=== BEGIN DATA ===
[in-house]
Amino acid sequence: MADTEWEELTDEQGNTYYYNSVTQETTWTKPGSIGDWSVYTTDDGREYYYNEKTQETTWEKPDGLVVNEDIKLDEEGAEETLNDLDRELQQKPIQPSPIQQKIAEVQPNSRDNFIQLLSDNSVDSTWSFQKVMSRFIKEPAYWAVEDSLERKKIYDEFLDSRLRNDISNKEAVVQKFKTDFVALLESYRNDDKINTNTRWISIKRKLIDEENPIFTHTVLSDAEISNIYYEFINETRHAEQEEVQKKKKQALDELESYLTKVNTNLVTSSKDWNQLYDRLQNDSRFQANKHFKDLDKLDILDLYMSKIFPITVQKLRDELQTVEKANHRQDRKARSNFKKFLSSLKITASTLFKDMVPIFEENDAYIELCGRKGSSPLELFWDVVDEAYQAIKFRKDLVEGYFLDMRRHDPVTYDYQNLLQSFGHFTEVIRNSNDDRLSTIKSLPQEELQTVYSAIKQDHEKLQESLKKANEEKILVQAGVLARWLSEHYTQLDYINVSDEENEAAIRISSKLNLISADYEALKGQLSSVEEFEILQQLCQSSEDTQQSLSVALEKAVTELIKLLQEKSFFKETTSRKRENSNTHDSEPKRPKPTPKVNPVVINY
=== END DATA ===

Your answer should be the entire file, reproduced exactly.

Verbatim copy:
[in-house]
Amino acid sequence: MADTEWEELTDEQGNTYYYNSVTQETTWTKPGSIGDWSVYTTDDGREYYYNEKTQETTWEKPDGLVVNEDIKLDEEGAEETLNDLDRELQQKPIQPSPIQQKIAEVQPNSRDNFIQLLSDNSVDSTWSFQKVMSRFIKEPAYWAVEDSLERKKIYDEFLDSRLRNDISNKEAVVQKFKTDFVALLESYRNDDKINTNTRWISIKRKLIDEENPIFTHTVLSDAEISNIYYEFINETRHAEQEEVQKKKKQALDELESYLTKVNTNLVTSSKDWNQLYDRLQNDSRFQANKHFKDLDKLDILDLYMSKIFPITVQKLRDELQTVEKANHRQDRKARSNFKKFLSSLKITASTLFKDMVPIFEENDAYIELCGRKGSSPLELFWDVVDEAYQAIKFRKDLVEGYFLDMRRHDPVTYDYQNLLQSFGHFTEVIRNSNDDRLSTIKSLPQEELQTVYSAIKQDHEKLQESLKKANEEKILVQAGVLARWLSEHYTQLDYINVSDEENEAAIRISSKLNLISADYEALKGQLSSVEEFEILQQLCQSSEDTQQSLSVALEKAVTELIKLLQEKSFFKETTSRKRENSNTHDSEPKRPKPTPKVNPVVINY